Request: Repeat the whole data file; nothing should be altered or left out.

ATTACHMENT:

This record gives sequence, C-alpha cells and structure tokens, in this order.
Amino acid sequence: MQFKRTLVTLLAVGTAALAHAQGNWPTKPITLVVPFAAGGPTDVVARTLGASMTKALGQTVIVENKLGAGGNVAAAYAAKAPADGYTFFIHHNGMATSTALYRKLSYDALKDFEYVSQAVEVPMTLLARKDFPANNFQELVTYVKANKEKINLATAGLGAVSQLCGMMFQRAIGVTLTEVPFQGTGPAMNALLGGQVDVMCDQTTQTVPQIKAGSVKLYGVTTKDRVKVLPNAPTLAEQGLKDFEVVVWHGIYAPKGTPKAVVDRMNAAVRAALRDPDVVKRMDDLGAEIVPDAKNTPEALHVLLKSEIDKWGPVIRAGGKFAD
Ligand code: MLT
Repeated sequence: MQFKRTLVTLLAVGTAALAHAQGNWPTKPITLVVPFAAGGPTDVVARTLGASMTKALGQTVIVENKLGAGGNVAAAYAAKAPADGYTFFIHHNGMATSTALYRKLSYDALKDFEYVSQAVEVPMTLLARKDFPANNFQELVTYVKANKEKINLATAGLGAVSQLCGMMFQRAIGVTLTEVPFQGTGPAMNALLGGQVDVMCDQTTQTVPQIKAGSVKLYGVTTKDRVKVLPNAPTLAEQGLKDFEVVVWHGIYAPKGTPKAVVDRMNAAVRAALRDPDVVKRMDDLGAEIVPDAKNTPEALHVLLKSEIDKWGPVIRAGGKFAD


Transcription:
This record gives sequence, C-alpha cells and structure tokens, in this order.
Amino acid sequence: MQFKRTLVTLLAVGTAALAHAQGNWPTKPITLVVPFAAGGPTDVVARTLGASMTKALGQTVIVENKLGAGGNVAAAYAAKAPADGYTFFIHHNGMATSTALYRKLSYDALKDFEYVSQAVEVPMTLLARKDFPANNFQELVTYVKANKEKINLATAGLGAVSQLCGMMFQRAIGVTLTEVPFQGTGPAMNALLGGQVDVMCDQTTQTVPQIKAGSVKLYGVTTKDRVKVLPNAPTLAEQGLKDFEVVVWHGIYAPKGTPKAVVDRMNAAVRAALRDPDVVKRMDDLGAEIVPDAKNTPEALHVLLKSEIDKWGPVIRAGGKFAD
Ligand code: MLT
Repeated sequence: MQFKRTLVTLLAVGTAALAHAQGNWPTKPITLVVPFAAGGPTDVVARTLGASMTKALGQTVIVENKLGAGGNVAAAYAAKAPADGYTFFIHHNGMATSTALYRKLSYDALKDFEYVSQAVEVPMTLLARKDFPANNFQELVTYVKANKEKINLATAGLGAVSQLCGMMFQRAIGVTLTEVPFQGTGPAMNALLGGQVDVMCDQTTQTVPQIKAGSVKLYGVTTKDRVKVLPNAPTLAEQGLKDFEVVVWHGIYAPKGTPKAVVDRMNAAVRAALRDPDVVKRMDDLGAEIVPDAKNTPEALHVLLKSEIDKWGPVIRAGGKFAD